Kenneth W. Thompson, 91, a scholar of foreign relations and U.S. government who directed the University of Virginia’s Miller Center for two decades, died Feb. 2 at an assisted living facility in Charlottesville.
He had double pneumonia, said his daughter-in-law Pamela Thompson.
Dr. Thompson led the Miller Center, a nonpartisan institute for the study of the presidency, public policy and governance, from 1978 until his retirement in 1998.
In a statement announcing his death, U-Va. credited him with helping create and expand the institute’s speaker series known as the Forum program, the Presidential Oral History Program and bipartisan commissions on national issues. He continued to lead the Forum program until 2004.
Kenneth Winfred Thompson was born in Des Moines. He received a bachelor’s degree in history from Augustana College in Sioux Falls, S.D., in 1943 and a doctorate in political science and international relations from the University of Chicago in 1950. He was an Army veteran of World War II.
Dr. Thompson worked for the Rockefeller Foundation from the 1950s to the 1970s, including as vice president for international programs. He taught at the University of Chicago and Northwestern University in Evanston, Ill., before joining U-Va. in 1975, the year the Miller Center was founded. He wrote and edited numerous publications on public policy and foreign affairs and held several endowed lectureships.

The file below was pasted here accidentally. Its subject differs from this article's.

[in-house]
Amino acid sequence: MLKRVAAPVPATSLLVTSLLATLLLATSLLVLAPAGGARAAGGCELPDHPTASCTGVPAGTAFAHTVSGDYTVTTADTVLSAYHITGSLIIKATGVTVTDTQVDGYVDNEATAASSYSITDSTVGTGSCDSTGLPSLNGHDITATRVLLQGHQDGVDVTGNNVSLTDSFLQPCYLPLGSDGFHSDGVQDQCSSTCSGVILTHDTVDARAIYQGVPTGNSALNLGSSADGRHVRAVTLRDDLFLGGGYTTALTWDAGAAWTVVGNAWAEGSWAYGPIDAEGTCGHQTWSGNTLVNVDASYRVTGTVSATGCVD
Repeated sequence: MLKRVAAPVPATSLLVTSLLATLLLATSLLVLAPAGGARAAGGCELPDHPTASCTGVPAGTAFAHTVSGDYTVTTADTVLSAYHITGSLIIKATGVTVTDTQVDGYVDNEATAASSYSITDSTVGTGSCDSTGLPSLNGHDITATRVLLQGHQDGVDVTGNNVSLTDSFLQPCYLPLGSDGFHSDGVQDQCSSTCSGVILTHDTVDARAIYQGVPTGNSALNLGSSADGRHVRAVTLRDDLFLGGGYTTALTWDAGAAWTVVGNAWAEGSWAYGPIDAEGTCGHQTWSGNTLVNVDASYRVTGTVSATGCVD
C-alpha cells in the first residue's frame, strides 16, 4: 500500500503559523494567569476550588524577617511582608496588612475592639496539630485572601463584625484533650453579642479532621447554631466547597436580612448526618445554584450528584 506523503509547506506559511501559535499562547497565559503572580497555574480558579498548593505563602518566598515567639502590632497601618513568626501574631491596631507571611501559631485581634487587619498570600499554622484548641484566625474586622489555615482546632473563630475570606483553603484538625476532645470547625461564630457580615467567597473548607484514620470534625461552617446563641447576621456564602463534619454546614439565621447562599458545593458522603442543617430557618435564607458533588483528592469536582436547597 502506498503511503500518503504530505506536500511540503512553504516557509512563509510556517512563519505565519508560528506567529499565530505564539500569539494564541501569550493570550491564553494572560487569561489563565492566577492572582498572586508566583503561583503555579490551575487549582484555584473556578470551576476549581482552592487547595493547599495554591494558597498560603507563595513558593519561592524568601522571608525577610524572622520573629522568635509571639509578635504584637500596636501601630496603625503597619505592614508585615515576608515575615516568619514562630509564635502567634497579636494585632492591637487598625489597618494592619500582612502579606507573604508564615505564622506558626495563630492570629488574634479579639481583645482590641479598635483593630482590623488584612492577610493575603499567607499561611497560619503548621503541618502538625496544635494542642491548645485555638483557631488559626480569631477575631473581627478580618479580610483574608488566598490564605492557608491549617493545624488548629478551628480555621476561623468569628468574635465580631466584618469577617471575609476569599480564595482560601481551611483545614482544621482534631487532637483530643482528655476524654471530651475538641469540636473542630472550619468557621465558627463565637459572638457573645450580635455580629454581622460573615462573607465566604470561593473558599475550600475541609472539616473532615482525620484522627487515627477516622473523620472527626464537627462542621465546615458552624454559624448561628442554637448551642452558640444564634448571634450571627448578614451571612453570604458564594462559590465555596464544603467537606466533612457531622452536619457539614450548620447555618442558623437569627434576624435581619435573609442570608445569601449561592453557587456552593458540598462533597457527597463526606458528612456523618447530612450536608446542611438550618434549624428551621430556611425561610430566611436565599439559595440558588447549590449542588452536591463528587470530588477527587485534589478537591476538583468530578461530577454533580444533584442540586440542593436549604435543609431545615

Dr. Thompson was a Charlottesville resident. His first marriage, to the former Lucille Bergquist, ended in divorce. His wife of 24 years, Beverly Bourret Thompson, died in 1998.
Survivors include three sons from his first marriage, Kenneth C. Thompson of Fairfax City, Paul A. Thompson of New York City and James D. Thompson of Rochester, N.Y.; a stepdaughter, Carolyn C. Cordry of Scottsdale, Ariz.; and four grandchildren.